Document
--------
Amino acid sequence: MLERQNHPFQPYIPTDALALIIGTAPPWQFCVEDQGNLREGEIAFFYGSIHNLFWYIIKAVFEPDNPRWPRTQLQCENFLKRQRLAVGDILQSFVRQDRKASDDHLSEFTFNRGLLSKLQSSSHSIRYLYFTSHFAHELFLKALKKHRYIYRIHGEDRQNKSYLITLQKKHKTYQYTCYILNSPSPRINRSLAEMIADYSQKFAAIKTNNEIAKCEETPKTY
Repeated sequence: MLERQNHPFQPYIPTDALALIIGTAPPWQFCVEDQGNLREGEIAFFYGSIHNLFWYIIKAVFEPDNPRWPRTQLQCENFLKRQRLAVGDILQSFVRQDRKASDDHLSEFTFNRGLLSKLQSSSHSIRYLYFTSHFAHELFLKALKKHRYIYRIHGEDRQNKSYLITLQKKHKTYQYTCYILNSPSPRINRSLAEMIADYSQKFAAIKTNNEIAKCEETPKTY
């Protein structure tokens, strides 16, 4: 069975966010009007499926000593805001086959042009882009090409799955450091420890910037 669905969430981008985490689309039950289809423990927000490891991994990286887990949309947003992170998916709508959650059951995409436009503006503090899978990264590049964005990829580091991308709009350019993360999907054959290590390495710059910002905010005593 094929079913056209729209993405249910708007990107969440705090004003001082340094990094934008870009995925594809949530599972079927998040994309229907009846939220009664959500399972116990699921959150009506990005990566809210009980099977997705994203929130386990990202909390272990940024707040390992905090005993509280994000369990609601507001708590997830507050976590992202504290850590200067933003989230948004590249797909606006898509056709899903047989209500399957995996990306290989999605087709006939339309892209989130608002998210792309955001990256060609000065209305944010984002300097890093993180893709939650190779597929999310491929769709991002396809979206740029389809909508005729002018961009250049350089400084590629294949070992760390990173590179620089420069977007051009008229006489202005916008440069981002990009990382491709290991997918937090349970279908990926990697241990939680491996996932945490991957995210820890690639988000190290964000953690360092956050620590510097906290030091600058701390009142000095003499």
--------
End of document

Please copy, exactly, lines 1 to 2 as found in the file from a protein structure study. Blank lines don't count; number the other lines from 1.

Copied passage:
Amino acid sequence: MLERQNHPFQPYIPTDALALIIGTAPPWQFCVEDQGNLREGEIAFFYGSIHNLFWYIIKAVFEPDNPRWPRTQLQCENFLKRQRLAVGDILQSFVRQDRKASDDHLSEFTFNRGLLSKLQSSSHSIRYLYFTSHFAHELFLKALKKHRYIYRIHGEDRQNKSYLITLQKKHKTYQYTCYILNSPSPRINRSLAEMIADYSQKFAAIKTNNEIAKCEETPKTY
Repeated sequence: MLERQNHPFQPYIPTDALALIIGTAPPWQFCVEDQGNLREGEIAFFYGSIHNLFWYIIKAVFEPDNPRWPRTQLQCENFLKRQRLAVGDILQSFVRQDRKASDDHLSEFTFNRGLLSKLQSSSHSIRYLYFTSHFAHELFLKALKKHRYIYRIHGEDRQNKSYLITLQKKHKTYQYTCYILNSPSPRINRSLAEMIADYSQKFAAIKTNNEIAKCEETPKTY